The goal of this exercise is to show how a 3D model is fitted to an anisotropic experimental variogram.
The example used is from Chu et al. (1994). This paper shows (in its Fig. 7) experimental porosity variograms calculated in the North-South, East-West, and vertical directions. The data are from an Amoco west-Texas carbonate field of Permian age.
The experimental variograms were calculated from the well data in their strati-graphic coordinates, within a layer of thickness ranging from 11 to 27 m. A total of 4697 elementary porosity-log data were available in 90 wells. Experimental variograms are displayed in Fig. 2-26. The model fitted by Chu et al. is shown in Fig. 2-26. A screen copy of the spreadsheet used is shown in Figs. E1-1. Thanks to this spreadsheet, it is possible to evaluate the impact of a parameter change on the variogram model, and thus to better understand the meaning of each parameter. A particular point to discuss is the use of a shortrange model to represent the nugget effect of the lateral variograms, without impacting the vertical variogram fit.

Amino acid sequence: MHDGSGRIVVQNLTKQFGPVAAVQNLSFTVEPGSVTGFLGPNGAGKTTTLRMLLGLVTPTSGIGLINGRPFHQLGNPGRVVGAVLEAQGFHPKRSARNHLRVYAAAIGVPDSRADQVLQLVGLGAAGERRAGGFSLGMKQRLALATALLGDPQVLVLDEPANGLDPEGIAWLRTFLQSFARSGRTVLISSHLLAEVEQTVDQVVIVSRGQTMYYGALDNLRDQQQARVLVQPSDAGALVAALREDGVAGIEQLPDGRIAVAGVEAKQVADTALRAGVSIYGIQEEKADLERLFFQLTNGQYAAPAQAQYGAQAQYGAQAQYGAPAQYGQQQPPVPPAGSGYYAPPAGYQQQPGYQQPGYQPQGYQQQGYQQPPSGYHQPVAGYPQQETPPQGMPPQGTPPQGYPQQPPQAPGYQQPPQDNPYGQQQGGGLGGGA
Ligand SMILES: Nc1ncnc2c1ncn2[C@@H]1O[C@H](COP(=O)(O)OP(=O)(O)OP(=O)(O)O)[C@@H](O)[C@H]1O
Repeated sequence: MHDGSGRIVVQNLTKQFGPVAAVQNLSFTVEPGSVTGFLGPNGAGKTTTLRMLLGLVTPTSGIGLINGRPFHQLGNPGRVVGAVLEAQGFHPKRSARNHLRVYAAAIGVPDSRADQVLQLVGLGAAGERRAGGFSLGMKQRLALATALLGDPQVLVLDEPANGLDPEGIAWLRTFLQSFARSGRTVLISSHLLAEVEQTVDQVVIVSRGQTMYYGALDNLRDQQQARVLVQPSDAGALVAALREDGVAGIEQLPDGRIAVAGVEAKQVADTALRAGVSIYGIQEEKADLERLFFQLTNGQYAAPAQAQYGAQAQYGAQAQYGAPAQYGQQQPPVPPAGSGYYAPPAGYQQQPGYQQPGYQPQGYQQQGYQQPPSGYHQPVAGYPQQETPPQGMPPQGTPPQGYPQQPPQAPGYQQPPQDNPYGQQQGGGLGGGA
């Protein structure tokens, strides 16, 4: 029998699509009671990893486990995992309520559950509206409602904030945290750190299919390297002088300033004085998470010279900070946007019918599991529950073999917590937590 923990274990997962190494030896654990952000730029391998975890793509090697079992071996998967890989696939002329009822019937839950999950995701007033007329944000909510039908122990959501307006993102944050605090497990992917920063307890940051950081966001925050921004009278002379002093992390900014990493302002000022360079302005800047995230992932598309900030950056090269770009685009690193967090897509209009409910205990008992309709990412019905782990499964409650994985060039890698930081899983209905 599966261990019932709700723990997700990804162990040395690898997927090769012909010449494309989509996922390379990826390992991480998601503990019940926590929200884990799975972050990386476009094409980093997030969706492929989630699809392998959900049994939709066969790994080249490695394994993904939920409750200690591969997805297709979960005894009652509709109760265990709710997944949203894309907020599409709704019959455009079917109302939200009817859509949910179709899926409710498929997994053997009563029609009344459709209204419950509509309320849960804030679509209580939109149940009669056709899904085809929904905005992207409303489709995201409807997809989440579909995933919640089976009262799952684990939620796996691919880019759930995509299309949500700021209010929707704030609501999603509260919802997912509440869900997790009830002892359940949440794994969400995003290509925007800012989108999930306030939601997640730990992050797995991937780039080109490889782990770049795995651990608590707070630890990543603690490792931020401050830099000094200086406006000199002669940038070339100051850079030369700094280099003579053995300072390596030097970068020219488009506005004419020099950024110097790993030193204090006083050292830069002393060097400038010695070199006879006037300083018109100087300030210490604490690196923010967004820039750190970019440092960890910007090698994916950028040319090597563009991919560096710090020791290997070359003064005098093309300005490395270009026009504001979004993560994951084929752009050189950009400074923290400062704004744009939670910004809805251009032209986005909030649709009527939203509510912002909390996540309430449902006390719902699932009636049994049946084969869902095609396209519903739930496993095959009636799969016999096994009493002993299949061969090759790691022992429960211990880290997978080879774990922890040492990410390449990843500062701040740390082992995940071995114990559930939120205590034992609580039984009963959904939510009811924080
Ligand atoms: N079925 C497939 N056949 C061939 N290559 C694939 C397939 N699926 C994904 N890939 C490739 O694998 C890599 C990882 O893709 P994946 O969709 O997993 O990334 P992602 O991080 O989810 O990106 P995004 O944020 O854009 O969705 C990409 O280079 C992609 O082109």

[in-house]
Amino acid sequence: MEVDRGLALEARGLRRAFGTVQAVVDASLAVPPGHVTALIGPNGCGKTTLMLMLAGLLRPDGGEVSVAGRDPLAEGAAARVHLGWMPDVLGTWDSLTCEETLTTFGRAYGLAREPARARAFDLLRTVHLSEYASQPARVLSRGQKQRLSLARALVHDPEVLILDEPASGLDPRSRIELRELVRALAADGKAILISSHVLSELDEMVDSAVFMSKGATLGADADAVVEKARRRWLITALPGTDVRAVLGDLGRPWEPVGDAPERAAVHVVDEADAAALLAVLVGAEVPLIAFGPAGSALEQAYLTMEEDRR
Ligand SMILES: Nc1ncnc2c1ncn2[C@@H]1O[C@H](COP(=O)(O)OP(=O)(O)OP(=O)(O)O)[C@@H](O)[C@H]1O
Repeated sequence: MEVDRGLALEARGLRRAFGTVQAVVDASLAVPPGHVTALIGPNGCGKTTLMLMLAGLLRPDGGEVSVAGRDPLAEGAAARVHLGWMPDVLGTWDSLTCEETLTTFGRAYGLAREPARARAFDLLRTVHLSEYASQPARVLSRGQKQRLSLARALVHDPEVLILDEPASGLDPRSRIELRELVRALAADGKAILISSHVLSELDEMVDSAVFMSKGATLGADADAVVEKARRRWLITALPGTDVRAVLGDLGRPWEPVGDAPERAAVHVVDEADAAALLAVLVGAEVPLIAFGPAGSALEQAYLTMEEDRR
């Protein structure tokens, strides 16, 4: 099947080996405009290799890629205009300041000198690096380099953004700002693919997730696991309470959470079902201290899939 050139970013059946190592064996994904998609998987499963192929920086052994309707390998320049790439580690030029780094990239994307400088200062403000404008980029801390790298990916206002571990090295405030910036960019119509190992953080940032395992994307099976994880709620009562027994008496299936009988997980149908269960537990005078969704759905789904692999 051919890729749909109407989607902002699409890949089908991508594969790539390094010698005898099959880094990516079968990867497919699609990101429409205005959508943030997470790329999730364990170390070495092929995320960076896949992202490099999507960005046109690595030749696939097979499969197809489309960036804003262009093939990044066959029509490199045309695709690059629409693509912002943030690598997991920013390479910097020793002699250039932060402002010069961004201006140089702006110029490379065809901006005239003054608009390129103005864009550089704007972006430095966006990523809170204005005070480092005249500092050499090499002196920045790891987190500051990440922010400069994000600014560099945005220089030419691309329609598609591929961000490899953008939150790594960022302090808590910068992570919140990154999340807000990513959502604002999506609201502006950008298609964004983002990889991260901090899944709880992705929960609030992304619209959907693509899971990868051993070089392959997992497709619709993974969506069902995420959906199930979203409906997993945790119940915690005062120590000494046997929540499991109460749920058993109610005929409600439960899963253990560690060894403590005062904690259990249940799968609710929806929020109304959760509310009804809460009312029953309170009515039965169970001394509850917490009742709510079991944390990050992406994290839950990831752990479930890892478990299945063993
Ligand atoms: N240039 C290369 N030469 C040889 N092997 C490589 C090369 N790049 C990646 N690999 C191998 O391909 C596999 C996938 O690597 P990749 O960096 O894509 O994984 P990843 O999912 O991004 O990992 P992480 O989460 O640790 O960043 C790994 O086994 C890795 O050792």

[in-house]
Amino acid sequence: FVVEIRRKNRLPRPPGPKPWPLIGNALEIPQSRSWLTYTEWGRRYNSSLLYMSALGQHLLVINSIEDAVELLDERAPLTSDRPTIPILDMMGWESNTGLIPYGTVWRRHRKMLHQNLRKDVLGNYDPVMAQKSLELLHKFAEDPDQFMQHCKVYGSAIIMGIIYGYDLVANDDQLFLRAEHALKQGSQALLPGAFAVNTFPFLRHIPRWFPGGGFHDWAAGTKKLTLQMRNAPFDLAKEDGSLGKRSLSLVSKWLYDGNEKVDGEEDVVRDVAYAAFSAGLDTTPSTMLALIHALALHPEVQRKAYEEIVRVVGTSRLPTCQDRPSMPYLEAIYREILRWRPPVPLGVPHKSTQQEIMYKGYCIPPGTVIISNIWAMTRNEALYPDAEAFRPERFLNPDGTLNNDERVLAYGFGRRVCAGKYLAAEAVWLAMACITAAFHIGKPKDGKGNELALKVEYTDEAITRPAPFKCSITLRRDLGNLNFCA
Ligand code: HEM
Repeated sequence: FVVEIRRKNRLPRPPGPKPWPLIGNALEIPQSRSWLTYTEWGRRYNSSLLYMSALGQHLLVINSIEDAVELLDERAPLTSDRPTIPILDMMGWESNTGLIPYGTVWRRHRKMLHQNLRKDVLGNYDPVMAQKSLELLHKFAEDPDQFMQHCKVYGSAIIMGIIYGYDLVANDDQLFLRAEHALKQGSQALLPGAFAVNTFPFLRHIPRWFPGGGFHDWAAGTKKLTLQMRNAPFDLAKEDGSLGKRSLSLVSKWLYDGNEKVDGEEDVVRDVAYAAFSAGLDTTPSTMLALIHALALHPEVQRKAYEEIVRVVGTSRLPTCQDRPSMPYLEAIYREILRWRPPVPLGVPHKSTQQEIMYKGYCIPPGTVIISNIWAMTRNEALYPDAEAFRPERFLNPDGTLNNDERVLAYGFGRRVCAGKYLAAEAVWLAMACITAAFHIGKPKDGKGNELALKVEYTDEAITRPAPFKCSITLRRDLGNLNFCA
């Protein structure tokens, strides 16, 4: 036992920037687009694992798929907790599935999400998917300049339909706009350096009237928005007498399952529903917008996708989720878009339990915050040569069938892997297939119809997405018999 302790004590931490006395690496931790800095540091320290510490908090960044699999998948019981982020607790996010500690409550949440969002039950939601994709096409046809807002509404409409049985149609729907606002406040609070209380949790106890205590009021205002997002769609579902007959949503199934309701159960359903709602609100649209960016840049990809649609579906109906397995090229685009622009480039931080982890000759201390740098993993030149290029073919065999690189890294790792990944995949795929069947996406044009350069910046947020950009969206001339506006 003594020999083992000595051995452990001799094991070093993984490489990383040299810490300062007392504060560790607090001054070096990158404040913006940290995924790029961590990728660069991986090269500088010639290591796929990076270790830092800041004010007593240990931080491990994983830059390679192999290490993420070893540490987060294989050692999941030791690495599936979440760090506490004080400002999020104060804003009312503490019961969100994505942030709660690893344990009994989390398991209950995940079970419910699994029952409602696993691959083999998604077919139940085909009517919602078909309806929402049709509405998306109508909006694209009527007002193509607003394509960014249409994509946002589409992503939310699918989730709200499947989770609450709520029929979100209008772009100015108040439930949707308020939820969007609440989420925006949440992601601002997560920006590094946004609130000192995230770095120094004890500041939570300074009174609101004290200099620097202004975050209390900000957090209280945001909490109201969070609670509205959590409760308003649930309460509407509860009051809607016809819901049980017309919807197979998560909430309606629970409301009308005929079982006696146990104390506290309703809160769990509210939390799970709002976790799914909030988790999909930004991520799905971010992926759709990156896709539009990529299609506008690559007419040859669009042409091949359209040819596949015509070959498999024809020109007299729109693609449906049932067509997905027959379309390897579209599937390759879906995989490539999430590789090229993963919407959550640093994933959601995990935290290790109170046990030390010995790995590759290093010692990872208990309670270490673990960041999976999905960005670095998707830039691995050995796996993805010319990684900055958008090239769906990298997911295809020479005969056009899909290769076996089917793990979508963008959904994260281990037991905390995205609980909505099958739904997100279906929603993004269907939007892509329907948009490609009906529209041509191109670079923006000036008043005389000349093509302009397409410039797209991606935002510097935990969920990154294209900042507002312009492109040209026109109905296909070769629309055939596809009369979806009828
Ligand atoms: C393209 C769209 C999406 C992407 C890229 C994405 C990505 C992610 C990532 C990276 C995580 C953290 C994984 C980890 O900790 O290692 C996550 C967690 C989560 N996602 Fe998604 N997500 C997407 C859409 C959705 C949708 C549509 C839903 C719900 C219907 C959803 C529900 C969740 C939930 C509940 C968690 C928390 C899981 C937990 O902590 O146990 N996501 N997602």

The goal of this exercise is to evaluate the impact of the variogram choice on the results of an elementary kriging system.
We assume that we work in 2D, and that the value of a variable z at a data point x0 is kriged using the values at four data points located in the neighborhood of xo (Figs. E2-1).